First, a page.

Roberts: I’d rather leave it unstated because I don’t really think it matters what is based on truth and what’s just made up. For the most part, everything I do contains some combination of the two anyway. The fun for me in doing semi auto bio comix is the power to share experiences that are uniquely mine through whatever filter I want. If I had to be totally beholden to telling exactly what happened exactly the way it happened, I’d probably feel a little too exposed to go certain places. Yeah, I realize I’m contradicting myself by having previously said that the “space” strip was a totally true story about my Grandma. She’s one of my favorite people so I’m willing to let her be the exception to my rule.

O’Shea: What have been the biggest creative and/or general benefits to being part of XOXO Studio?

Roberts: There’s really been no downside to being in XOXO Studios. Undoubtedly there are a lot of benefits from being surrounded by talents that I have such respect for, but just being able to work around people that I enjoy is the best part for me. I quit working my full time job in fashion a few years ago, in favor of becoming a full time freelance designer. It was a little terrifying at first to give up the reliability, but eventually the jobs did begin coming in. And, I LOVED working from home… at first. It took about 6 months till I noticed that all of my social interactions had begun to take on a kind of weird feeling. I was a little too eager to talk to people and it made me feel kinda creepy. I’ve since talked to a bunch of people with similar stories. I wouldn’t say I was psyched to hear how cabin fever had begun to wreak havoc on them, too, but it did make me feel better that it wasn’t just me. It appears that this is a pretty common fate for people without an office. Being at XOXO on a frequent basis did a lot to remedy that, though. It’s made all the better by the good fortune of my studio mates all being people that I thoroughly enjoy walking in the room to see. None of us really knew one another that well before sharing the room, so it has turned far better than probably any of us may have suspected.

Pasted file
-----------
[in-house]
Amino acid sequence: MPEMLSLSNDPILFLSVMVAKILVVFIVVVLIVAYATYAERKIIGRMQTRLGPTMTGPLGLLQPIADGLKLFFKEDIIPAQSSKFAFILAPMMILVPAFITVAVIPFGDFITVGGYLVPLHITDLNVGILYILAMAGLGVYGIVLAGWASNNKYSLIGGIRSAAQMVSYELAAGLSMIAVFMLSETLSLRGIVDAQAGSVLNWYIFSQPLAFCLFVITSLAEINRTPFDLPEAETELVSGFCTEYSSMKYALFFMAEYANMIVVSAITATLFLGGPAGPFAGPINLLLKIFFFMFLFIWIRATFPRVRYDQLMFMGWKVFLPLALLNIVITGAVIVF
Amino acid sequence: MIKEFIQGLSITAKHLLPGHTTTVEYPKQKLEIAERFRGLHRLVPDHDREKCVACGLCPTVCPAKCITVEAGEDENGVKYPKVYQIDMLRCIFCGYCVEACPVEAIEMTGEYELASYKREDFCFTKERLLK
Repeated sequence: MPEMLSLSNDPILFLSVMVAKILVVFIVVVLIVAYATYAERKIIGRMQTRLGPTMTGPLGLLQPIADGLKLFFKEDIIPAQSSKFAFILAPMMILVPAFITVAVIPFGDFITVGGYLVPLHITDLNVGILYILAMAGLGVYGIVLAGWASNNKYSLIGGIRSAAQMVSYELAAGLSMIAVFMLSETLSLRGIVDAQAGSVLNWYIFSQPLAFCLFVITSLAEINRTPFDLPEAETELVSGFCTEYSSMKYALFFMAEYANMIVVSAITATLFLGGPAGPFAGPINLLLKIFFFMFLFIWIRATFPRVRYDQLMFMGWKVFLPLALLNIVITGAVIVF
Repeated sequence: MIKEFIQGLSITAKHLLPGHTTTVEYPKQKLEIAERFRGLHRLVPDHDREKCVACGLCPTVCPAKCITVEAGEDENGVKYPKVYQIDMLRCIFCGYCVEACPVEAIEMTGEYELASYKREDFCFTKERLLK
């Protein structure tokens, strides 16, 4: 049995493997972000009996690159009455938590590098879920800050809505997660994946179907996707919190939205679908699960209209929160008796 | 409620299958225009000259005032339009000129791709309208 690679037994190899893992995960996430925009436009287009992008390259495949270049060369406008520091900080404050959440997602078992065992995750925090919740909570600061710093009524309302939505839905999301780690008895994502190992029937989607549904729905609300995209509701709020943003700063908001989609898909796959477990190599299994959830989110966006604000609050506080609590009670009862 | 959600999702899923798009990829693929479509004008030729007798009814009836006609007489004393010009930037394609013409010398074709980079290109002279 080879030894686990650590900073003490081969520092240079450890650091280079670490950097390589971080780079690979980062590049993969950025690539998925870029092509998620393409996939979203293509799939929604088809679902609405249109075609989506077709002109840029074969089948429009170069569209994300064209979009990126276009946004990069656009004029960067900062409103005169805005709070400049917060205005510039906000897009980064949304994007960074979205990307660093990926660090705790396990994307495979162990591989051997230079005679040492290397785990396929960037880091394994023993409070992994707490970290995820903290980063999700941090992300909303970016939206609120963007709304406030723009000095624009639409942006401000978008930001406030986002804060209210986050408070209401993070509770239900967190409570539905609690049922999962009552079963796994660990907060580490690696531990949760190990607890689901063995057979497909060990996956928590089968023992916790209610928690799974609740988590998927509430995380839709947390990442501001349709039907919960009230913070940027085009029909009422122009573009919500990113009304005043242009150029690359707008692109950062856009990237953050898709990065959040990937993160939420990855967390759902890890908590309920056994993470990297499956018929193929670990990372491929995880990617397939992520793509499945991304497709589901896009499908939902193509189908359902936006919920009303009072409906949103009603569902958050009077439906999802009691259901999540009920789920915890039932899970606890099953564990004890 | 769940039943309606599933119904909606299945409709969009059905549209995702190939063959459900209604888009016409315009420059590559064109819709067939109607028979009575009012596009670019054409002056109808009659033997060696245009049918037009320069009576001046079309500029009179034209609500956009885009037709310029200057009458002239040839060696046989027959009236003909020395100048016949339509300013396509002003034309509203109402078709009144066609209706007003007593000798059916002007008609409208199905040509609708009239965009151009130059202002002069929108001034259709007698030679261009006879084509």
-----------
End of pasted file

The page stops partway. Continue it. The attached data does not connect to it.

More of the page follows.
O’Shea: Do you ever get story ideas or some level of inspiration when you’re designing handbags or teaching footwear at FIT?

Roberts: There’s definitely no shortage of characters to inspire me in the fashion industry, but when someone from that world shows up in my comix, it’s a very abstract interpretation of the actual person. So far none of my stories have centered around fashion. I keep the two worlds pretty separate. In fashion, after the initial flurry of creative freedom in the early design phase, my job becomes extremely technical. There’s still a lot of fun to be had in that technical phase, but I believe it makes returning to comix creating feel all the more freeing. They’re both great jobs and the huge differences in execution and thinking involved from one to another seem to keep me from ever feeling burned out on either. It’s been a really pleasing balance.

O’Shea: What’s on the horizon for you and Fever Dream?

Roberts: After having taken a little break, I’m glad to again be posting new “Fever Dream” installments at Act-I-Vate. It will be more of the shorter comics and strips I like to do, as well as a few longer narratives. In addition, I have a one-page comic appearing in the first issue of Cousin Corinne’s Reminder. I’m also very excited about my story in the upcoming Twisted Savage Dragon Funnies, a series of indy comic stories that will be appearing in the Image perennial “Savage Dragon” as back up stories. My story will show up a little later in the year, but the series will kick off with Michel Fiffe’s contribution in issue #160.